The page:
Competing interests

The authors declare that they have no competing interests.

Authors' contributions

GC did CDH1 mutation research in MEDLINE and drafted the manuscript. DM performed statistical analysis. VP collected the overall CDH1 mutation in a database. CV was responsible of the correct histological classification of GC. FR conceived and designed the study, analysed the results and helped to draft the manuscript. All authors read and approved the final manuscript.

Acknowledgements

This work was supported by Grants from: Istituto Toscano Tumori ("Gene expression profile and therapeutic implication in gastric cancer. From the clinical overview to the translational research"; Grant ITT-2007) and The Portuguese Foundation for Science and Technology (FCT) (PhD grant numbers SFRH/BD/40090/2007-GC).

References

  1. Guilford P, Hopkins J, Harraway J, McLeod M, McLeod N, Harawira P, Taite H, Scoular R, Miller A, Reeve AE: E-cadherin germline mutations in familial gastric cancer.

    Nature 1998, 392(6674):402-405. PubMed Abstract | Publisher Full Text OpenURL

  2. Caldas C, Carneiro F, Lynch HT, Yokota J, Wiesner GL, Powell SM, Lewis FR, Huntsman DG, Pharoah PD, Jankowski JA, MacLeod P, Vogelsang H, Keller G, Park KG, Richards FM, Maher ER, Gayther SA, Oliveira C, Grehan N, Wight D, Seruca R, Roviello F, Ponder BA, Jackson CE: Familial gastric cancer: overview and guidelines for management.

    J Med Genet 1999, 36(12):873-880. PubMed Abstract | Publisher Full Text | PubMed Central Full Text OpenURL

  3. Fitzgerald RC, Hardwick R, Huntsman D, Carneiro F, Guilford P, Blair V, Chung DC, Norton J, Ragunath K, Van Krieken JH, Dwerryhouse S, Caldas C, International Gastric Cancer Linkage Consortium: Hereditary diffuse gastric cancer: updated consensus guidelines for clinical management and directions for future research.

    J Med Genet 2010, 47(7):436-444. PubMed Abstract | Publisher Full Text | PubMed Central Full Text OpenURL

  4. Corso G, Pedrazzani C, Pinheiro H, Fernandes E, Marrelli D, Rinnovati A, Pascale V, Seruca R, Oliveira C, Roviello F: E-cadherin genetic screening and clinico-pathologic characteristics of early onset gastric cancer.

    Eur J Cancer 2011, 47(4):631-639. PubMed Abstract | Publisher Full Text OpenURL

  5. Guilford P, Humar B, Blair V: Hereditary diffuse gastric cancer: translation of CDH1 germline mutations into clinical practice.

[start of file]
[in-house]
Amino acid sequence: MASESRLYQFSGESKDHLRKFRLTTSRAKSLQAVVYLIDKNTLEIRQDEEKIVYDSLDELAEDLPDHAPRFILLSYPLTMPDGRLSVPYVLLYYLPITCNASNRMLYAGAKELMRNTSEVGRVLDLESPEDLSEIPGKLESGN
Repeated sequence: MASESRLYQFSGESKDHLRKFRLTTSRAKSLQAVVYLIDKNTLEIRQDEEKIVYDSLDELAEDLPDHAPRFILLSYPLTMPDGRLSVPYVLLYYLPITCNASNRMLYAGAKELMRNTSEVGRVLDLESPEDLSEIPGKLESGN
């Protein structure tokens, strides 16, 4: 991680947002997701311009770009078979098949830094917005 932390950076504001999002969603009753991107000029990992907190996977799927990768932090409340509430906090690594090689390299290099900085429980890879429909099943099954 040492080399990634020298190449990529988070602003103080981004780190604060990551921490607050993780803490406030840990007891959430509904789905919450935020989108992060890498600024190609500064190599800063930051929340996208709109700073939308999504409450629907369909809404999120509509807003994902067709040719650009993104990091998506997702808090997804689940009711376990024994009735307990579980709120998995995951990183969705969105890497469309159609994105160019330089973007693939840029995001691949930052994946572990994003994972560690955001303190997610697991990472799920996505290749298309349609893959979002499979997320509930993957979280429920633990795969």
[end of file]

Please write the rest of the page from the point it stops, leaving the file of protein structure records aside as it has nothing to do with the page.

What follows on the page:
Gastric Cancer 2010, 13(1):1-10. PubMed Abstract | Publisher Full Text OpenURL

  6. Suriano G, Oliveira MJ, Huntsman D, Mateus AR, Ferreira P, Casares F, Oliveira C, Carneiro F, Machado JC, Mareel M, Seruca R: E-cadherin germline missense mutations and cell phenotype: evidence for the independence of cell invasion on the motile capabilities of the cells.

    Hum Mol Genet 2003, 12(22):3007-3016. PubMed Abstract | Publisher Full Text OpenURL

  7. Marrelli D, Pedrazzani C, Corso G, Neri A, Di Martino M, Pinto E, Roviello F: Different pathological features and prognosis in gastric cancer patients coming from high-risk and low-risk areas of Italy.

    Ann Surg 2009, 250(1):43-50. PubMed Abstract | Publisher Full Text OpenURL

  8. Palli D, Russo A, Decarli A: Dietary patterns, nutrient intake and gastric cancer in a high-risk area of Italy.

    Cancer Causes Control 2001, 12(2):163-172. PubMed Abstract | Publisher Full Text OpenURL

  9. González CA, Jakszyn P, Pera G, Agudo A, Bingham S, Palli D, Ferrari P, Boeing H, del Giudice G, Plebani M, Carneiro F, Nesi G, Berrino F, Sacerdote C, Tumino R, Panico S, Berglund G, Simán H, Nyrén O, Hallmans G, Martinez C, Dorronsoro M, Barricarte A, Navarro C, Quirós JR, Allen N, Key TJ, Day NE, Linseisen J, Nagel G, Bergmann MM, Overvad K, Jensen MK, Tjonneland A, Olsen A, Bueno-de-Mesquita HB, Ocke M, Peeters PH, Numans ME, Clavel-Chapelon F, Boutron-Ruault MC, Trichopoulou A, Psaltopoulou T, Roukos D, Lund E, Hemon B, Kaaks R, Norat T, Riboli E: Meat intake and risk of stomach and esophageal adenocarcinoma within the European Prospective Investigation Into Cancer and Nutrition (EPIC).

    J Natl Cancer Inst 2006, 98(5):345-354. PubMed Abstract | Publisher Full Text OpenURL

  10. Zhu ZG, Yu YY, Zhang Y, Ji J, Zhang J, Liu BY, Chen XH, Lu Y, Jiang HS, Bu L, Hu LD, Kong XY: Germline mutational analysis of CDH1 and pathologic features in familial cancer syndrome with diffuse gastric cancer/breast cancer proband in a Chinese family.

    Eur J Surg Oncol 2004, 30(5):531-535. PubMed Abstract | Publisher Full Text OpenURL

  11. Jakubowska A, Lawniczak M, Wojnarska B, Cybulski C, Huzarski T, Byrski T, Tołoczko-Grabarek A, Jaworska K, Durda K, Starzyńska T, Lubiński J: CDH1 gene mutations do not contribute in hereditary diffuse gastric cancer in Poland.

    Fam Cancer 2010, 9(4):605-608. PubMed Abstract | Publisher Full Text | PubMed Central Full Text OpenURL